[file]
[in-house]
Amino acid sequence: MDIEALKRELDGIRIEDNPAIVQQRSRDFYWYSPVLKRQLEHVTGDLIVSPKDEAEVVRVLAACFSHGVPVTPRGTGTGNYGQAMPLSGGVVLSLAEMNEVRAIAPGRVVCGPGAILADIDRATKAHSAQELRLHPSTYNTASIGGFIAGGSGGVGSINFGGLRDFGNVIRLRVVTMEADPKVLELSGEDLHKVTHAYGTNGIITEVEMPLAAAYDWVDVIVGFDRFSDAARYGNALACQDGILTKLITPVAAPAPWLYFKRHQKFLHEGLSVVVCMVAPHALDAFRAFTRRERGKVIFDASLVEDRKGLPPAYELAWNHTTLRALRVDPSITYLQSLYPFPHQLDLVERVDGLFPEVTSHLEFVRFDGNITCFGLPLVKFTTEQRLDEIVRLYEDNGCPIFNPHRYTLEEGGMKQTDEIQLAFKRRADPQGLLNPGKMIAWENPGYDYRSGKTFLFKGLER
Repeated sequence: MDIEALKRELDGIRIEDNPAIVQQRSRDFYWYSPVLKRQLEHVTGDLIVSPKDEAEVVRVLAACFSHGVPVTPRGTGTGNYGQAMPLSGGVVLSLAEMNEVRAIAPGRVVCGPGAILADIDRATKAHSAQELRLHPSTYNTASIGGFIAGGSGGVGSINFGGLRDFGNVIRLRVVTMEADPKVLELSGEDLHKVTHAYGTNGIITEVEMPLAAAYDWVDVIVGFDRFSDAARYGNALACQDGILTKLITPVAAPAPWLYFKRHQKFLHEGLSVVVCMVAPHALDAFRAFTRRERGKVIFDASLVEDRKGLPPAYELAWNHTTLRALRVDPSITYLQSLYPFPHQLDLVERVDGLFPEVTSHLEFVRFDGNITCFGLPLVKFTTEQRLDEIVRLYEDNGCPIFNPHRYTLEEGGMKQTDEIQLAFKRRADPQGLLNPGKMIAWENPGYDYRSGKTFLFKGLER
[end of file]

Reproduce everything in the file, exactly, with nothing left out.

[in-house]
Amino acid sequence: MDIEALKRELDGIRIEDNPAIVQQRSRDFYWYSPVLKRQLEHVTGDLIVSPKDEAEVVRVLAACFSHGVPVTPRGTGTGNYGQAMPLSGGVVLSLAEMNEVRAIAPGRVVCGPGAILADIDRATKAHSAQELRLHPSTYNTASIGGFIAGGSGGVGSINFGGLRDFGNVIRLRVVTMEADPKVLELSGEDLHKVTHAYGTNGIITEVEMPLAAAYDWVDVIVGFDRFSDAARYGNALACQDGILTKLITPVAAPAPWLYFKRHQKFLHEGLSVVVCMVAPHALDAFRAFTRRERGKVIFDASLVEDRKGLPPAYELAWNHTTLRALRVDPSITYLQSLYPFPHQLDLVERVDGLFPEVTSHLEFVRFDGNITCFGLPLVKFTTEQRLDEIVRLYEDNGCPIFNPHRYTLEEGGMKQTDEIQLAFKRRADPQGLLNPGKMIAWENPGYDYRSGKTFLFKGLER
Repeated sequence: MDIEALKRELDGIRIEDNPAIVQQRSRDFYWYSPVLKRQLEHVTGDLIVSPKDEAEVVRVLAACFSHGVPVTPRGTGTGNYGQAMPLSGGVVLSLAEMNEVRAIAPGRVVCGPGAILADIDRATKAHSAQELRLHPSTYNTASIGGFIAGGSGGVGSINFGGLRDFGNVIRLRVVTMEADPKVLELSGEDLHKVTHAYGTNGIITEVEMPLAAAYDWVDVIVGFDRFSDAARYGNALACQDGILTKLITPVAAPAPWLYFKRHQKFLHEGLSVVVCMVAPHALDAFRAFTRRERGKVIFDASLVEDRKGLPPAYELAWNHTTLRALRVDPSITYLQSLYPFPHQLDLVERVDGLFPEVTSHLEFVRFDGNITCFGLPLVKFTTEQRLDEIVRLYEDNGCPIFNPHRYTLEEGGMKQTDEIQLAFKRRADPQGLLNPGKMIAWENPGYDYRSGKTFLFKGLER